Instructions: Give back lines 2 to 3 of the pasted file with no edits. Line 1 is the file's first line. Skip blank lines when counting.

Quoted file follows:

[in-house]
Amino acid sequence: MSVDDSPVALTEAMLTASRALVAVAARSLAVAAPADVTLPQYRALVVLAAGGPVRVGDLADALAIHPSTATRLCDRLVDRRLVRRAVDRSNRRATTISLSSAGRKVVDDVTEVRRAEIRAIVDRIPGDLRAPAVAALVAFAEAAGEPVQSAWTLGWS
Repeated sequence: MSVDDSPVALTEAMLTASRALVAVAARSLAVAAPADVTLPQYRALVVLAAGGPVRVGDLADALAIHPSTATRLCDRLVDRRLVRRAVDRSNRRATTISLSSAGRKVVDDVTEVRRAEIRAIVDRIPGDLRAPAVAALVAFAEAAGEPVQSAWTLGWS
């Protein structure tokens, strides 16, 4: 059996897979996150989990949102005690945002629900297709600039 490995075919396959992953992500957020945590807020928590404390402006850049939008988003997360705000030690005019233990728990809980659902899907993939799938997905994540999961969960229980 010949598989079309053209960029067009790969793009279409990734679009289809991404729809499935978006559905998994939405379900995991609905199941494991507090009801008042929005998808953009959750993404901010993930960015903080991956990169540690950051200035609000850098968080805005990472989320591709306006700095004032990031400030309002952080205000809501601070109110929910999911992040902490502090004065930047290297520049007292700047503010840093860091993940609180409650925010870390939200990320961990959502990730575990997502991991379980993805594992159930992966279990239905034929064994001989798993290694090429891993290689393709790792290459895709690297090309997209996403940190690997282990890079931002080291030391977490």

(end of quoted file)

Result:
Amino acid sequence: MSVDDSPVALTEAMLTASRALVAVAARSLAVAAPADVTLPQYRALVVLAAGGPVRVGDLADALAIHPSTATRLCDRLVDRRLVRRAVDRSNRRATTISLSSAGRKVVDDVTEVRRAEIRAIVDRIPGDLRAPAVAALVAFAEAAGEPVQSAWTLGWS
Repeated sequence: MSVDDSPVALTEAMLTASRALVAVAARSLAVAAPADVTLPQYRALVVLAAGGPVRVGDLADALAIHPSTATRLCDRLVDRRLVRRAVDRSNRRATTISLSSAGRKVVDDVTEVRRAEIRAIVDRIPGDLRAPAVAALVAFAEAAGEPVQSAWTLGWS